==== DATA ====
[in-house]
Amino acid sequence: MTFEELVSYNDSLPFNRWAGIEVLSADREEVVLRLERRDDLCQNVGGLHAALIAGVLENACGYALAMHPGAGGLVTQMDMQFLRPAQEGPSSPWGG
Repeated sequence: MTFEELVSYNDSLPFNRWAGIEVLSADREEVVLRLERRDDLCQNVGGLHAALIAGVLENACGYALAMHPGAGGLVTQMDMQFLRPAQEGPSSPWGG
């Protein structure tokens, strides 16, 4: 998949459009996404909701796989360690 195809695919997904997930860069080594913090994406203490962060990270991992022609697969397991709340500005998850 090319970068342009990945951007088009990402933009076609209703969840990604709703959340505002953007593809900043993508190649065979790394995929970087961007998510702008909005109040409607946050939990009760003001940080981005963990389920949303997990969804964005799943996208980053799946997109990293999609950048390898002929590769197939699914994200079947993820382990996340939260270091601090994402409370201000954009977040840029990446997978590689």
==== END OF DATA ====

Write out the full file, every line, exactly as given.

[in-house]
Amino acid sequence: MTFEELVSYNDSLPFNRWAGIEVLSADREEVVLRLERRDDLCQNVGGLHAALIAGVLENACGYALAMHPGAGGLVTQMDMQFLRPAQEGPSSPWGG
Repeated sequence: MTFEELVSYNDSLPFNRWAGIEVLSADREEVVLRLERRDDLCQNVGGLHAALIAGVLENACGYALAMHPGAGGLVTQMDMQFLRPAQEGPSSPWGG
């Protein structure tokens, strides 16, 4: 998949459009996404909701796989360690 195809695919997904997930860069080594913090994406203490962060990270991992022609697969397991709340500005998850 090319970068342009990945951007088009990402933009076609209703969840990604709703959340505002953007593809900043993508190649065979790394995929970087961007998510702008909005109040409607946050939990009760003001940080981005963990389920949303997990969804964005799943996208980053799946997109990293999609950048390898002929590769197939699914994200079947993820382990996340939260270091601090994402409370201000954009977040840029990446997978590689």